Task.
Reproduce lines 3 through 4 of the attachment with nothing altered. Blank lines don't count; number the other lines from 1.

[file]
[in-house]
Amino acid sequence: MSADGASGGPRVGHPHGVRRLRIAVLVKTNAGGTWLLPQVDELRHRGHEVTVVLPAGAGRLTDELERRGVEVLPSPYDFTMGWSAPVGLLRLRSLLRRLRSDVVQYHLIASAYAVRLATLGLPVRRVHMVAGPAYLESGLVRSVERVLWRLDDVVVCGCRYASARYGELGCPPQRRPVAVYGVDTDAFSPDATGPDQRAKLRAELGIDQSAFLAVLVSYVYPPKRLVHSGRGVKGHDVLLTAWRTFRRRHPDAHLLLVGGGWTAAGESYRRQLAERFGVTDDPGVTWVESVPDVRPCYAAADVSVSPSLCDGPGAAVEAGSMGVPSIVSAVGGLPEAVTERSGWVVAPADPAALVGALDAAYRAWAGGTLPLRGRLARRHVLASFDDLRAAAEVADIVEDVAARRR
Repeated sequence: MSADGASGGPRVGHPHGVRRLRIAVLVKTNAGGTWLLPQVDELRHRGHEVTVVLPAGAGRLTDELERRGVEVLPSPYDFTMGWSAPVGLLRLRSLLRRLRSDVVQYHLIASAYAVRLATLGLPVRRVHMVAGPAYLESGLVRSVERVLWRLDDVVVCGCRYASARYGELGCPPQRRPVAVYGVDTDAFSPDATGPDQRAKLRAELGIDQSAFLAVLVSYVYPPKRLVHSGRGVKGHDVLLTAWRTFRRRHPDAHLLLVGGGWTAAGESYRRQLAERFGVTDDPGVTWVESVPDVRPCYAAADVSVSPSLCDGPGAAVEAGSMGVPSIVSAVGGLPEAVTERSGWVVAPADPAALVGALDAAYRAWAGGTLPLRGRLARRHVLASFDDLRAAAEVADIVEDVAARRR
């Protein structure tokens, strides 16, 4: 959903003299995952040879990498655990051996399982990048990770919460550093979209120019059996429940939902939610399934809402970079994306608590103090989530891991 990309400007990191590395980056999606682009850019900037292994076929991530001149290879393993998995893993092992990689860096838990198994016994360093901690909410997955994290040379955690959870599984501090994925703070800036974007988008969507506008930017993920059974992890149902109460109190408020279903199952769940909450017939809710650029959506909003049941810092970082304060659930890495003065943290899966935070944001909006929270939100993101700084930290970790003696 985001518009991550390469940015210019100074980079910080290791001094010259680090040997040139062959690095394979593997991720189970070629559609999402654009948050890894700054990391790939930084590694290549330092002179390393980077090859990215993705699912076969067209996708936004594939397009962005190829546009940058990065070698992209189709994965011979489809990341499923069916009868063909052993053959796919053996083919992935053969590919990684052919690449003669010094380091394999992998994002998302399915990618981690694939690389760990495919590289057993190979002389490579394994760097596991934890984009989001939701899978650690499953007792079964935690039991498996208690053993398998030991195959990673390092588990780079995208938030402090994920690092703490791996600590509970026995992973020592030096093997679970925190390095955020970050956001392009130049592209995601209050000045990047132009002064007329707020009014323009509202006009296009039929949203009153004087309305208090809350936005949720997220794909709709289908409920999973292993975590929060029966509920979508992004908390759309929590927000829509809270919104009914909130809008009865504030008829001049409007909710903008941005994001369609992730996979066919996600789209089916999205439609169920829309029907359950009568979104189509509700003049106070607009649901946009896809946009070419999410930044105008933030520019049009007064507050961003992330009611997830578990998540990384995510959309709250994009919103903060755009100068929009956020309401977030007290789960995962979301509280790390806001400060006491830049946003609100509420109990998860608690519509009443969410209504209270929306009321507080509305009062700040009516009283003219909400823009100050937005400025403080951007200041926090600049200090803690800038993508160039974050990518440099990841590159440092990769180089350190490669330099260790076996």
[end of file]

Repeated sequence: MSADGASGGPRVGHPHGVRRLRIAVLVKTNAGGTWLLPQVDELRHRGHEVTVVLPAGAGRLTDELERRGVEVLPSPYDFTMGWSAPVGLLRLRSLLRRLRSDVVQYHLIASAYAVRLATLGLPVRRVHMVAGPAYLESGLVRSVERVLWRLDDVVVCGCRYASARYGELGCPPQRRPVAVYGVDTDAFSPDATGPDQRAKLRAELGIDQSAFLAVLVSYVYPPKRLVHSGRGVKGHDVLLTAWRTFRRRHPDAHLLLVGGGWTAAGESYRRQLAERFGVTDDPGVTWVESVPDVRPCYAAADVSVSPSLCDGPGAAVEAGSMGVPSIVSAVGGLPEAVTERSGWVVAPADPAALVGALDAAYRAWAGGTLPLRGRLARRHVLASFDDLRAAAEVADIVEDVAARRR
């Protein structure tokens, strides 16, 4: 959903003299995952040879990498655990051996399982990048990770919460550093979209120019059996429940939902939610399934809402970079994306608590103090989530891991 990309400007990191590395980056999606682009850019900037292994076929991530001149290879393993998995893993092992990689860096838990198994016994360093901690909410997955994290040379955690959870599984501090994925703070800036974007988008969507506008930017993920059974992890149902109460109190408020279903199952769940909450017939809710650029959506909003049941810092970082304060659930890495003065943290899966935070944001909006929270939100993101700084930290970790003696 985001518009991550390469940015210019100074980079910080290791001094010259680090040997040139062959690095394979593997991720189970070629559609999402654009948050890894700054990391790939930084590694290549330092002179390393980077090859990215993705699912076969067209996708936004594939397009962005190829546009940058990065070698992209189709994965011979489809990341499923069916009868063909052993053959796919053996083919992935053969590919990684052919690449003669010094380091394999992998994002998302399915990618981690694939690389760990495919590289057993190979002389490579394994760097596991934890984009989001939701899978650690499953007792079964935690039991498996208690053993398998030991195959990673390092588990780079995208938030402090994920690092703490791996600590509970026995992973020592030096093997679970925190390095955020970050956001392009130049592209995601209050000045990047132009002064007329707020009014323009509202006009296009039929949203009153004087309305208090809350936005949720997220794909709709289908409920999973292993975590929060029966509920979508992004908390759309929590927000829509809270919104009914909130809008009865504030008829001049409007909710903008941005994001369609992730996979066919996600789209089916999205439609169920829309029907359950009568979104189509509700003049106070607009649901946009896809946009070419999410930044105008933030520019049009007064507050961003992330009611997830578990998540990384995510959309709250994009919103903060755009100068929009956020309401977030007290789960995962979301509280790390806001400060006491830049946003609100509420109990998860608690519509009443969410209504209270929306009321507080509305009062700040009516009283003219909400823009100050937005400025403080951007200041926090600049200090803690800038993508160039974050990518440099990841590159440092990769180089350190490669330099260790076996």